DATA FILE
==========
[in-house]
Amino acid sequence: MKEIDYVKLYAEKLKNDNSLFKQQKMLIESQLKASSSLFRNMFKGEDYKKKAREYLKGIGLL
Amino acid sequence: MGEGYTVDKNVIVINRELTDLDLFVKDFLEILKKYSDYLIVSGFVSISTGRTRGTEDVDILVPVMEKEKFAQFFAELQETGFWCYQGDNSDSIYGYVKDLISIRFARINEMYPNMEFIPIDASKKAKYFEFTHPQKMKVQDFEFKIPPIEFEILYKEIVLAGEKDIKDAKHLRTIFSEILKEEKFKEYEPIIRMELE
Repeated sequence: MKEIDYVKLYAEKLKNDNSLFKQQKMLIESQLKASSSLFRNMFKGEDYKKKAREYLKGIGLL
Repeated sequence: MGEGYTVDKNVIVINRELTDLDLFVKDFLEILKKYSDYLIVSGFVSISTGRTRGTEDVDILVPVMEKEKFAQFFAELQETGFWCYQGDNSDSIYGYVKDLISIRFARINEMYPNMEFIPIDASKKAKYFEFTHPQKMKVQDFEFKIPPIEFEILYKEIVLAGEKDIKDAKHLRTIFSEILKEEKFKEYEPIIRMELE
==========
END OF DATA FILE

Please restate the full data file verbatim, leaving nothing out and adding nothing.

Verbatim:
[in-house]
Amino acid sequence: MKEIDYVKLYAEKLKNDNSLFKQQKMLIESQLKASSSLFRNMFKGEDYKKKAREYLKGIGLL
Amino acid sequence: MGEGYTVDKNVIVINRELTDLDLFVKDFLEILKKYSDYLIVSGFVSISTGRTRGTEDVDILVPVMEKEKFAQFFAELQETGFWCYQGDNSDSIYGYVKDLISIRFARINEMYPNMEFIPIDASKKAKYFEFTHPQKMKVQDFEFKIPPIEFEILYKEIVLAGEKDIKDAKHLRTIFSEILKEEKFKEYEPIIRMELE
Repeated sequence: MKEIDYVKLYAEKLKNDNSLFKQQKMLIESQLKASSSLFRNMFKGEDYKKKAREYLKGIGLL
Repeated sequence: MGEGYTVDKNVIVINRELTDLDLFVKDFLEILKKYSDYLIVSGFVSISTGRTRGTEDVDILVPVMEKEKFAQFFAELQETGFWCYQGDNSDSIYGYVKDLISIRFARINEMYPNMEFIPIDASKKAKYFEFTHPQKMKVQDFEFKIPPIEFEILYKEIVLAGEKDIKDAKHLRTIFSEILKEEKFKEYEPIIRMELE